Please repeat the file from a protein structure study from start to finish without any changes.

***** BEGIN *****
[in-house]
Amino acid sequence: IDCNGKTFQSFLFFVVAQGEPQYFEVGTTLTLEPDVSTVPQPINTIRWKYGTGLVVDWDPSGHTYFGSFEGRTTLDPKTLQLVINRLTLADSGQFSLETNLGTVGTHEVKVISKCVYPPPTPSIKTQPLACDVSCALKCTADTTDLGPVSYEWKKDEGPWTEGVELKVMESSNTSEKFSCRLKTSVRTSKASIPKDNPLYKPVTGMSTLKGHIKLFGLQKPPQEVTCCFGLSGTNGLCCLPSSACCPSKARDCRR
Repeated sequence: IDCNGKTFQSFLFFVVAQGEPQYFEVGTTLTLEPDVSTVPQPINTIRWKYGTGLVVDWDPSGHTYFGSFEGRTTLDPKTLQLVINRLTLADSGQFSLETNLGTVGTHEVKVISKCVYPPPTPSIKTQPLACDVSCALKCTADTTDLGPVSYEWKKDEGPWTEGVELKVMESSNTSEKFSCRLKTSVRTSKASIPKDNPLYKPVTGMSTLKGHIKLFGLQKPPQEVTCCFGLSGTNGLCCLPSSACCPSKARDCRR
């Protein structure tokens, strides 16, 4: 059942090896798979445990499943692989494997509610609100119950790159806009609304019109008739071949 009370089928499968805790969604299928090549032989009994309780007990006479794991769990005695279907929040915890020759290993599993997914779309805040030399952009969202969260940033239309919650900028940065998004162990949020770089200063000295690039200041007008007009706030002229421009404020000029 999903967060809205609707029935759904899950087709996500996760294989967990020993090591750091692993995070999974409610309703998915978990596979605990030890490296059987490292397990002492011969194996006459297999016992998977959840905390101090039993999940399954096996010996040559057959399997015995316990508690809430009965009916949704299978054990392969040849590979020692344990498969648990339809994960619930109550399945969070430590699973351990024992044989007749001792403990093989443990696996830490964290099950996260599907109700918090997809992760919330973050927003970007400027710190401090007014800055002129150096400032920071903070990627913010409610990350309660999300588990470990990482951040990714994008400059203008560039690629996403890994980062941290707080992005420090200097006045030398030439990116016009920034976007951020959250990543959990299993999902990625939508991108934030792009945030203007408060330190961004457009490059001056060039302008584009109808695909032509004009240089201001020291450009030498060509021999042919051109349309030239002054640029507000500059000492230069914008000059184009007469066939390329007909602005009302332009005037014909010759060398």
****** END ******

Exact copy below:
[in-house]
Amino acid sequence: IDCNGKTFQSFLFFVVAQGEPQYFEVGTTLTLEPDVSTVPQPINTIRWKYGTGLVVDWDPSGHTYFGSFEGRTTLDPKTLQLVINRLTLADSGQFSLETNLGTVGTHEVKVISKCVYPPPTPSIKTQPLACDVSCALKCTADTTDLGPVSYEWKKDEGPWTEGVELKVMESSNTSEKFSCRLKTSVRTSKASIPKDNPLYKPVTGMSTLKGHIKLFGLQKPPQEVTCCFGLSGTNGLCCLPSSACCPSKARDCRR
Repeated sequence: IDCNGKTFQSFLFFVVAQGEPQYFEVGTTLTLEPDVSTVPQPINTIRWKYGTGLVVDWDPSGHTYFGSFEGRTTLDPKTLQLVINRLTLADSGQFSLETNLGTVGTHEVKVISKCVYPPPTPSIKTQPLACDVSCALKCTADTTDLGPVSYEWKKDEGPWTEGVELKVMESSNTSEKFSCRLKTSVRTSKASIPKDNPLYKPVTGMSTLKGHIKLFGLQKPPQEVTCCFGLSGTNGLCCLPSSACCPSKARDCRR
């Protein structure tokens, strides 16, 4: 059942090896798979445990499943692989494997509610609100119950790159806009609304019109008739071949 009370089928499968805790969604299928090549032989009994309780007990006479794991769990005695279907929040915890020759290993599993997914779309805040030399952009969202969260940033239309919650900028940065998004162990949020770089200063000295690039200041007008007009706030002229421009404020000029 999903967060809205609707029935759904899950087709996500996760294989967990020993090591750091692993995070999974409610309703998915978990596979605990030890490296059987490292397990002492011969194996006459297999016992998977959840905390101090039993999940399954096996010996040559057959399997015995316990508690809430009965009916949704299978054990392969040849590979020692344990498969648990339809994960619930109550399945969070430590699973351990024992044989007749001792403990093989443990696996830490964290099950996260599907109700918090997809992760919330973050927003970007400027710190401090007014800055002129150096400032920071903070990627913010409610990350309660999300588990470990990482951040990714994008400059203008560039690629996403890994980062941290707080992005420090200097006045030398030439990116016009920034976007951020959250990543959990299993999902990625939508991108934030792009945030203007408060330190961004457009490059001056060039302008584009109808695909032509004009240089201001020291450009030498060509021999042919051109349309030239002054640029507000500059000492230069914008000059184009007469066939390329007909602005009302332009005037014909010759060398």